been torn off. She grits  her teeth and then makes  a sound like a dog  that
has been run over.
     Lance  Corporal Stutten  leads  his fire  team to  the sniper. "Look at
that," says Lance Corporal Stutten. "It's a girl. She's all busted up."
     "Look at her!" Rafter  Man is saying. He struts around the moaning lump
of torn meat. "Look at her! Am I bad? Am I a menace? Am I a life taker? Am I
a heart breaker?"
     Alice kneels  and  unbuckles the sniper's web belt  and jerks  it  from
under  her body. The  sniper  whimpers. She  speaks  to us  in French. Alice
tosses the bloody belt to Rafter Man.
     The sniper begins to pray in Vietnamese.
     Rafter Man asks, "What's she saying?"
     I shrug. "What difference does it make?"
     Animal Mother  spits. "It's gonna get dark. We  better hump back to the
company area."
     I say, "What about the gook?"
     "Fuck her," says Animal Mother. "Let her rot."
     "We can't just leave her here," I say.
     Animal Mother takes a giant step toward me, puts his  face up  close to
mine.  "Hey,  asshole,   Cowboy  is  down.  You're  fresh  out  of  friends,
motherfucker. I'm running  this  squad. I was a platoon sergeant before they
busted me. I say we leave the gook for the mother-loving rats."

     Rafter  Man  is  buckling on his  NVA belt. The belt has  a dull-silver
buckle with a star engraved in the center. "Joker is a sergeant."
     Animal Mother is surprised. He stares  at Rafter Man, then at me. Then:
"That don't cut no shit out here. This is the field, motherfucker. You ain't
a grunt. You don't pack the  gear to  be  a grunt. You want to fuck with me?
Huh? You want to throw some hands?"
     I say, "I  wouldn't run  this squad  for  a  million  dollars. I'm just
saying that we can't leave the gook like this."
     "I don't care," says Animal Mother. "Go on and waste her."
     I say, "No. Not me."
     "Then we saddle up and move...now."
     I  look at the  sniper. She whimpers. I try to decide what I would want
if  I were down, half dead,  hurting  bad,  surrounded by my enemies. I look
into her eyes, trying to find the answer. She  sees me. She recognizes me--I
am  the one who will end her  life. We share a bloody intimacy. As I lift my
grease gun she is praying  in  French. I  jerk the trigger.  Bang. One round
enters the sniper's left eye  and as the bullet exits it tears off  the back
of her head.
     The squad is silent.
     Then Alice grunts, flashes a big grin. "Man, you are one hard dude. How
come you ain't a grunt?"
     Cowboy and Doc Jay are standing beside me.
     Cowboy  says, "Mother,  I'm  serviceable.  Joker, that's a  well  done.
You're hard.'
     Animal  Mother spits.  He takes a  step, kneels,  zips out his machete.
With  one powerful blow  he chops off  her head. He picks the head up by its
long  black hair  and  holds it high. He laughs  and says, "Rest  in pieces,
bitch." And he laughs  again. He walks around and sticks the bloody ball  of
gore  into   all  our  faces.  "Hard?  Now   who's  hard?  Now  who's  hard,
motherfuckers?"
     Cowboy  looks  at  Animal  Mother and  sighs. "Joker  is hard,  Mother.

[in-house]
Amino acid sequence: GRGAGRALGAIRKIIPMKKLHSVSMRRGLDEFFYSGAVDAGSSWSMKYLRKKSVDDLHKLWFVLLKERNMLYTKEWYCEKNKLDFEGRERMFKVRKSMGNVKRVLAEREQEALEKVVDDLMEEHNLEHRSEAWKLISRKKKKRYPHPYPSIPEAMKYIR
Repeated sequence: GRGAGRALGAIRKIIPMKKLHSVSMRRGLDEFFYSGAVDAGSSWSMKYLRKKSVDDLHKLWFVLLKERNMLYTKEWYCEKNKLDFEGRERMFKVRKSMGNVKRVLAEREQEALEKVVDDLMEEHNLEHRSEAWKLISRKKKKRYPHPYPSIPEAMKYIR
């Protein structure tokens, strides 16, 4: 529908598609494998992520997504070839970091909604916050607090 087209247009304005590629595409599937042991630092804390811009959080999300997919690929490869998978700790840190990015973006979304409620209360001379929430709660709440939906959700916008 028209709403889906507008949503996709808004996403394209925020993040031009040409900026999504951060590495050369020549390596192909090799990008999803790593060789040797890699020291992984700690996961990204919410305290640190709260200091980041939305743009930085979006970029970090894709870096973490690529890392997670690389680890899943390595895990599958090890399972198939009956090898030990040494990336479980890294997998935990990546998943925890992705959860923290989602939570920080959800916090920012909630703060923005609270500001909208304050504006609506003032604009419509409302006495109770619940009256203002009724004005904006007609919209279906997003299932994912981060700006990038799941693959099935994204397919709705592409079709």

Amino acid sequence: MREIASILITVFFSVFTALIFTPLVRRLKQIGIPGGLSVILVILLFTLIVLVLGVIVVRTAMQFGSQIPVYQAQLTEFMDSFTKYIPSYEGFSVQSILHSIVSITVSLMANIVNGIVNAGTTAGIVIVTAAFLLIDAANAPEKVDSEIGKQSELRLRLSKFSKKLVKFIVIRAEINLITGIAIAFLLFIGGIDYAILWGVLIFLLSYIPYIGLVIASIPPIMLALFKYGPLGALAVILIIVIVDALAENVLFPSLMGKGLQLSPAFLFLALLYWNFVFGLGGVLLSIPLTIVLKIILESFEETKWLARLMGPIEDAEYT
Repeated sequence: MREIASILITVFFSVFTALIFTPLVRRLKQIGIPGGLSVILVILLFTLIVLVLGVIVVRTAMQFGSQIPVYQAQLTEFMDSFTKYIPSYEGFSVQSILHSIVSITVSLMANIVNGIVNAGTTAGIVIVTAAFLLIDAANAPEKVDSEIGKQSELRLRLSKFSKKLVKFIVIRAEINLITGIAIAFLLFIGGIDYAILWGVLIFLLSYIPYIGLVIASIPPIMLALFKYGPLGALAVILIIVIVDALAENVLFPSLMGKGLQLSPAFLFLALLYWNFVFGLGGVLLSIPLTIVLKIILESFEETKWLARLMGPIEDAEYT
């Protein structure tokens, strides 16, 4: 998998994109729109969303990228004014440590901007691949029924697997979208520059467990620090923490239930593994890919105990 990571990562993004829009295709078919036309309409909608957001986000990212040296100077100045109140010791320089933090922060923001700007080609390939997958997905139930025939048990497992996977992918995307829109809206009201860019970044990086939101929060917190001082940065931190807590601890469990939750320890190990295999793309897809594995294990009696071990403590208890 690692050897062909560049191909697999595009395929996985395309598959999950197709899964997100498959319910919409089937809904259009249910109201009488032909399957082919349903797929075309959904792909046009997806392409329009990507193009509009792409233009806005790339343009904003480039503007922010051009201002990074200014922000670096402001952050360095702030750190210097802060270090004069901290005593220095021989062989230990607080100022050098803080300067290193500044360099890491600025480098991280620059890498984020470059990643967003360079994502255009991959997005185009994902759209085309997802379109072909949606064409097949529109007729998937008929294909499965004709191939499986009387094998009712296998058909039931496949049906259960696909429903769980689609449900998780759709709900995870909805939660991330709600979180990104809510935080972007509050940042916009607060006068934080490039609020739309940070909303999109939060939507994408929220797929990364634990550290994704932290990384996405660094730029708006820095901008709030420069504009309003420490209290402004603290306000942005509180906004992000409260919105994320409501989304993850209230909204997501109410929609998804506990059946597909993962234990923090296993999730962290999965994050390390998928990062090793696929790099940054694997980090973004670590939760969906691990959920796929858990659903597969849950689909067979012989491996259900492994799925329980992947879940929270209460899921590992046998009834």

You...you're just mean."
     Animal Mother pauses, spits, throws the head into a ditch.
     Cowboy says, "Let's move. We done our job."
     Animal  Mother  picks  up his  M-60  machine gun,  lays  it  across his
shoulders, struts over to me. He smiles. "You know, Shortround never did see
the frag that wasted him, that little kike." Animal Mother  unhooks  a  hand
grenade from the front of his flak jacket and pushes it into my chest--hard.
Mother looks around, then  smiles at me again. "Nobody  shits on the Animal,
motherfucker. Nobody."
     I hook the grenade onto my flak jacket.
     Alice picks up the sniper's rifle. "Hey, number one souvenir!"
     Rafter  Man  is standing over the sniper's  decapitated corpse. He aims
his M-16 and fires  a long burst  of automatic fire into  the  body. Then he
says,  "That's mine,  Alice." He takes  the SKS from  Alice and  examines it
closely. He looks  down and admires his new belt. "I shot her first,  Joker.
She'd have died. That's one confirmed for me."
     I say, "Sure, Rafter. You wasted her."
     Rafter Man says, "I  did. I  wasted her. I  fucking blew her  away." He
looks at his NVA  rifle belt  again. He holds up the  SKS.  "Wait  until Mr.
Payback sees this!"
     Alice is down on his knees beside the corpse. With his machete he chops
off the  sniper's feet. He puts the feet into his blue canvas shopping  bag.
He chops off the sniper's finger and takes her gold ring.
     We wait until Rafter Man takes photographs of the dead gook and we wait
until Alice takes photographs  of  Rafter Man posing with his SKS set in his
hip and his foot on the mutilated remains of the enemy sniper.
     Then,  as we're moving out, Rafter Man sees a reflection of his face in
the  jagged teeth of a shattered  window, sees  the new smile upon his face.
Rafter Man stares at himself for a long time and then, dropping the carbine,
Rafter Man just walks off down the road, not looking back, not responding to
our questions.
     Cowboy waves his  hand  and we  move  out. Nobody  says anything  about
Rafter Man.
     We hump back to the Forbidden City and set in for the night.
     I mark the short-timer's calendar  on my flak  jacket--fifty-five  days
and a wake-up left in country.
     Later, in the dark, Rafter Man comes back.